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Self v. FCA US LLC

UNITED STATES DISTRICT COURT EASTERN DISTRICT OF CALIFORNIA
May 6, 2019
Case No.: 1:17-cv-01107-SKO (E.D. Cal. May. 6, 2019)

Summary

following Aceves

Summary of this case from Seebach v. BMW of N. Am., LLC

Opinion

Case No.: 1:17-cv-01107-SKO

05-06-2019

SANDY G. SELF, Plaintiff, v. FCA US LLC, Defendant.


ORDER GRANTING IN PART PLAINTIFF'S MOTION FOR ATTORNEY FEES, COSTS, AND EXPENSES (Doc. 118)

I. INTRODUCTION

Plaintiff Sandy G. Self ("Plaintiff") filed this suit against Defendant FCA US LLC ("FCA," "Chrysler," or "Defendant") for claims under the Song-Beverly Consumer Warranty Act ("Song-Beverly Act") and for fraudulent concealment. On February 14, 2019, the jury returned a verdict in favor of Plaintiff on her Song-Beverly Act claims in the amount of $84,666 in damages and civil penalties. (Doc. 110.)

Presently before the Court is Plaintiff's Motion for Attorney's Fees, Costs, and Expenses filed on March 14, 2019, in which Plaintiff seeks $132,486.25 in legal fees, $21,726.72 in costs, and an "enhancement" of $66,243.13 (1.5 multiplier) from Defendant. (Doc. 118 (the "Motion").) On March 29, 2019, Defendant filed its opposition to the Motion (Doc. 119), and Plaintiff filed her reply in support of the Motion on March 10, 2019 (Doc. 120).

The Court reviewed the parties' submissions and determined, pursuant to Local Rule 230(g), that the matter was suitable for decision without oral argument. The Court accordingly vacated the hearing on the Motion. (Doc. 121.) For the reasons set forth below, the Motion is GRANTED in part, in the modified amount of $41,633.86.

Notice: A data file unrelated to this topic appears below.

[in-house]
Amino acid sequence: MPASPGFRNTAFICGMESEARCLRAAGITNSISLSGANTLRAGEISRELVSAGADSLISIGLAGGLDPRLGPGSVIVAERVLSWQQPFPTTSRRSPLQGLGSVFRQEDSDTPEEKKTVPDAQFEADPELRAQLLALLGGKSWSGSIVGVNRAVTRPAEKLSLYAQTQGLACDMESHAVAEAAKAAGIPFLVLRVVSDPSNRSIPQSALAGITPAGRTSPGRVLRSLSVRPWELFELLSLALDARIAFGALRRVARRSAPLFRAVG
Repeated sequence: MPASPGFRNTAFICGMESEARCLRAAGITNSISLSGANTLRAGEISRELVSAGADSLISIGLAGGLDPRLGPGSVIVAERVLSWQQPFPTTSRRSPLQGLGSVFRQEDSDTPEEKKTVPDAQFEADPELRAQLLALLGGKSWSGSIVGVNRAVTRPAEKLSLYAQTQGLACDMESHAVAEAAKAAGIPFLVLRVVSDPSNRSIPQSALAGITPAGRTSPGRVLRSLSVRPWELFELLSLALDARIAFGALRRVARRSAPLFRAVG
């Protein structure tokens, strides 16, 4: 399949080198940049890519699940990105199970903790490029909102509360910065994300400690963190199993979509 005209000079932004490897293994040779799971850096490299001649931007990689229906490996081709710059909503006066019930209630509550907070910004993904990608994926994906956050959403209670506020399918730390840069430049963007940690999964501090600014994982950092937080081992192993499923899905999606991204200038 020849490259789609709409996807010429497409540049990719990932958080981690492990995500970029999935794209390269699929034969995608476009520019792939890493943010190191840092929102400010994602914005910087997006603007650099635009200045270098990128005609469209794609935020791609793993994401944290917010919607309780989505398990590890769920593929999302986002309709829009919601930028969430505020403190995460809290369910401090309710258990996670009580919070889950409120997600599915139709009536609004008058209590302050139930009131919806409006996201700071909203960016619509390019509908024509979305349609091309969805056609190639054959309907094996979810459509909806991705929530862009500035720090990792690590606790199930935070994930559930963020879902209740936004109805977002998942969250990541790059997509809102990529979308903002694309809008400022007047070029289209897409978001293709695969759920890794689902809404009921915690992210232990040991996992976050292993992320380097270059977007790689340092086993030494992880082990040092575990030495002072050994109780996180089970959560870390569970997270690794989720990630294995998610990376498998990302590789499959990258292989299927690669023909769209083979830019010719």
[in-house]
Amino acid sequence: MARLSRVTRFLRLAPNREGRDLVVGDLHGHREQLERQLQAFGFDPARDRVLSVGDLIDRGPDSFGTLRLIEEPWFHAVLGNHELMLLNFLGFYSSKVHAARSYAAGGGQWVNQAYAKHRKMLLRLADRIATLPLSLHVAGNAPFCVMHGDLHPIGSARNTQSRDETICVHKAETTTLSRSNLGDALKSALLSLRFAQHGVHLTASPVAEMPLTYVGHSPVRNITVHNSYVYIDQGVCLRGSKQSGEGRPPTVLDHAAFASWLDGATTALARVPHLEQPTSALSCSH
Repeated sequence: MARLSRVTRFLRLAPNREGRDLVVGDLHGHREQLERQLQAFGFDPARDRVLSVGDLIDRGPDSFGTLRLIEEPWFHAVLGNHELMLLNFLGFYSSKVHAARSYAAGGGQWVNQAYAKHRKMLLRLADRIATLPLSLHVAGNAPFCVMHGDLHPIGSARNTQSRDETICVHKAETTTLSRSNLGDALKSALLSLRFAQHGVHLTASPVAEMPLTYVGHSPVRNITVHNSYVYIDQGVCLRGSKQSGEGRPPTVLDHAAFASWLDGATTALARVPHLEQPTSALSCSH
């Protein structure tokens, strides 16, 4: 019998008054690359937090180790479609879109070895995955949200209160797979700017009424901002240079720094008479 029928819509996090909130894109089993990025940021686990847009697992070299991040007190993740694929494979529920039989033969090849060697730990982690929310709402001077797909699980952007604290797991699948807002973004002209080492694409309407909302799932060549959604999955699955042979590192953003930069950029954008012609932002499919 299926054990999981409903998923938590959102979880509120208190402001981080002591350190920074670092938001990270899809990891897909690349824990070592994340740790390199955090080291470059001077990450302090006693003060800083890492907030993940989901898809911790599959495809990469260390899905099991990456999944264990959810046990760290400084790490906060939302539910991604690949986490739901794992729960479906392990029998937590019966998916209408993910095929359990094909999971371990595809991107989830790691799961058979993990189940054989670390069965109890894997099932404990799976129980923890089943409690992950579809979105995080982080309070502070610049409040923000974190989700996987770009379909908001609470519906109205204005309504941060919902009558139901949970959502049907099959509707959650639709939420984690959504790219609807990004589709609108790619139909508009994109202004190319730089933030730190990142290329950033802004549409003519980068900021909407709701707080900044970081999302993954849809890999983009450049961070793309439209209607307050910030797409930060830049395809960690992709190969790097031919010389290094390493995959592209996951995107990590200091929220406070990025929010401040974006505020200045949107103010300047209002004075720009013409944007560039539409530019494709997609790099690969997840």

II. BACKGROUND

Plaintiff purchased a 2011 Jeep Liberty on December 9, 2010 (the "Subject Vehicle"). (Doc. 1-1 at ¶ 8.) The Subject Vehicle was manufactured by Defendant and came with a written warranty. (Id. at ¶¶ 4, 139, 143.) According to Plaintiff, the Subject Vehicle "was delivered to [her] with serious defects and nonconformities to warranty[,] and developed other serious defects and nonconformities to warranty including, but not limited to transmission, electrical, suspension, and engine defects" (Id. at ¶ 140.) Plaintiff claims that Defendants were unable to repair the Subject Vehicle to conform to the written warranty after a reasonable number of opportunities to do so, and that Defendants failed promptly to replace or repurchase the Subject Vehicle. (Id. at ¶¶ 145-147.)

Plaintiff alleges that the Subject Vehicle "was factory-equipped" by Defendant with a Totally Integrated Power Module ("TIPM"), which "is the chief component in the Subject Vehicle's power distribution systems and consists of a computer, relays, fuses, and controls." (Doc. 1-1 at ¶¶ 11, 12.) According to Plaintiff, "[t]he TIPM provides the primary means of voltage distribution and protection for the entire vehicle . . . ." (Id. at ¶ 12.) Electrical systems receiving power from the TIPM include the Subject Vehicle's "safety systems, security system, ignition system, fuel system, electrical powertrain, and . . . comfort and convenience systems." (Id. ¶ 13.)

Plaintiff contends the TIPM installed in the Subject Vehicle was defective and "thus fails to reliably control and distribute power to various vehicle electrical systems and component parts," which caused the Subject Vehicle's check engine light to illuminate frequently and resulted in "[m]ultiple electrical issues" and "numerous recalls." (Doc. 1-1 at ¶¶ 14-15.) According to Plaintiff, Defendant "had superior and exclusive knowledge of the TIPM defects [] and knew or should have known that the defects were not known by or reasonably discovered by Plaintiff before [she] purchased or leased the Subject Vehicle." (Doc. 1-1 at ¶ 18.) However, Defendant did not disclose the defect to Plaintiff "prior to the purchase of the Subject Vehicle or at any point during ownership of the Subject Vehicle." (Id. at ¶ 90.)